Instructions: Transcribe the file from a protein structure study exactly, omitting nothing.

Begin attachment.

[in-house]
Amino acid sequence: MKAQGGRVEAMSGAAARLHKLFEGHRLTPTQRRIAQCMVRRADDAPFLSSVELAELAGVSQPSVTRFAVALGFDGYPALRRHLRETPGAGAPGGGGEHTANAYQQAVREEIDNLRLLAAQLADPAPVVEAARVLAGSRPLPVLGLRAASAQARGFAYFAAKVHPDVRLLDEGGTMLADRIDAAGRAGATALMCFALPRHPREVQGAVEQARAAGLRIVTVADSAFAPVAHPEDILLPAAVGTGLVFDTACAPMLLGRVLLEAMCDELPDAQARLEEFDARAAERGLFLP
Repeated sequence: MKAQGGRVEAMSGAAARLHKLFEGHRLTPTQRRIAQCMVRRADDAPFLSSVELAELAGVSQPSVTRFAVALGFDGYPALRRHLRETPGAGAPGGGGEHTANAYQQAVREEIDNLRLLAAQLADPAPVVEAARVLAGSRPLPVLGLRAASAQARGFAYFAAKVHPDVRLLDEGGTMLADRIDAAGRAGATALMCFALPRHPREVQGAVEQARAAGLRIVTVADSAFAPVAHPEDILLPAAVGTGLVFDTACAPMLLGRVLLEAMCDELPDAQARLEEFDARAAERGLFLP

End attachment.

[in-house]
Amino acid sequence: MKAQGGRVEAMSGAAARLHKLFEGHRLTPTQRRIAQCMVRRADDAPFLSSVELAELAGVSQPSVTRFAVALGFDGYPALRRHLRETPGAGAPGGGGEHTANAYQQAVREEIDNLRLLAAQLADPAPVVEAARVLAGSRPLPVLGLRAASAQARGFAYFAAKVHPDVRLLDEGGTMLADRIDAAGRAGATALMCFALPRHPREVQGAVEQARAAGLRIVTVADSAFAPVAHPEDILLPAAVGTGLVFDTACAPMLLGRVLLEAMCDELPDAQARLEEFDARAAERGLFLP
Repeated sequence: MKAQGGRVEAMSGAAARLHKLFEGHRLTPTQRRIAQCMVRRADDAPFLSSVELAELAGVSQPSVTRFAVALGFDGYPALRRHLRETPGAGAPGGGGEHTANAYQQAVREEIDNLRLLAAQLADPAPVVEAARVLAGSRPLPVLGLRAASAQARGFAYFAAKVHPDVRLLDEGGTMLADRIDAAGRAGATALMCFALPRHPREVQGAVEQARAAGLRIVTVADSAFAPVAHPEDILLPAAVGTGLVFDTACAPMLLGRVLLEAMCDELPDAQARLEEFDARAAERGLFLP